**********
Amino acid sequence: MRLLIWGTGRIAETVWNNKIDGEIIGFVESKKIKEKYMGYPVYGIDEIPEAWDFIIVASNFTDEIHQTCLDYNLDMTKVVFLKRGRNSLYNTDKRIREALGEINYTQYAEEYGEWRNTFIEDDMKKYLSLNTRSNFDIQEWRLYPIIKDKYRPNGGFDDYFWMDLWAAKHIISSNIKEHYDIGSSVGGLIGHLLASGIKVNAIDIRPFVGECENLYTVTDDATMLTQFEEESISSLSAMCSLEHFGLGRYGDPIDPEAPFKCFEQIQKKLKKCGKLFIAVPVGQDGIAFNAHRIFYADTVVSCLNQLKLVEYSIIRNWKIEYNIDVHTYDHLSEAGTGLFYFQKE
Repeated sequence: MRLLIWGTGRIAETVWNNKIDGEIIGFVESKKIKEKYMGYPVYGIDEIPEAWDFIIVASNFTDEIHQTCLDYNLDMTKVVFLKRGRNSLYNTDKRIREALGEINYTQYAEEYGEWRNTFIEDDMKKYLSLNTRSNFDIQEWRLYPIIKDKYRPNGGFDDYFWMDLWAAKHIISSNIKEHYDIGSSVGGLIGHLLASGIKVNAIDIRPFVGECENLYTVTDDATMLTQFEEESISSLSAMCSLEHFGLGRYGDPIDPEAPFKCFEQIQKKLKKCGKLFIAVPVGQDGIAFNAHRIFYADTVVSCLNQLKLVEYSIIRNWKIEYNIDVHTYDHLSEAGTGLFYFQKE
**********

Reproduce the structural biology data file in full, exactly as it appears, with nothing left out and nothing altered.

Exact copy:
Amino acid sequence: MRLLIWGTGRIAETVWNNKIDGEIIGFVESKKIKEKYMGYPVYGIDEIPEAWDFIIVASNFTDEIHQTCLDYNLDMTKVVFLKRGRNSLYNTDKRIREALGEINYTQYAEEYGEWRNTFIEDDMKKYLSLNTRSNFDIQEWRLYPIIKDKYRPNGGFDDYFWMDLWAAKHIISSNIKEHYDIGSSVGGLIGHLLASGIKVNAIDIRPFVGECENLYTVTDDATMLTQFEEESISSLSAMCSLEHFGLGRYGDPIDPEAPFKCFEQIQKKLKKCGKLFIAVPVGQDGIAFNAHRIFYADTVVSCLNQLKLVEYSIIRNWKIEYNIDVHTYDHLSEAGTGLFYFQKE
Repeated sequence: MRLLIWGTGRIAETVWNNKIDGEIIGFVESKKIKEKYMGYPVYGIDEIPEAWDFIIVASNFTDEIHQTCLDYNLDMTKVVFLKRGRNSLYNTDKRIREALGEINYTQYAEEYGEWRNTFIEDDMKKYLSLNTRSNFDIQEWRLYPIIKDKYRPNGGFDDYFWMDLWAAKHIISSNIKEHYDIGSSVGGLIGHLLASGIKVNAIDIRPFVGECENLYTVTDDATMLTQFEEESISSLSAMCSLEHFGLGRYGDPIDPEAPFKCFEQIQKKLKKCGKLFIAVPVGQDGIAFNAHRIFYADTVVSCLNQLKLVEYSIIRNWKIEYNIDVHTYDHLSEAGTGLFYFQKE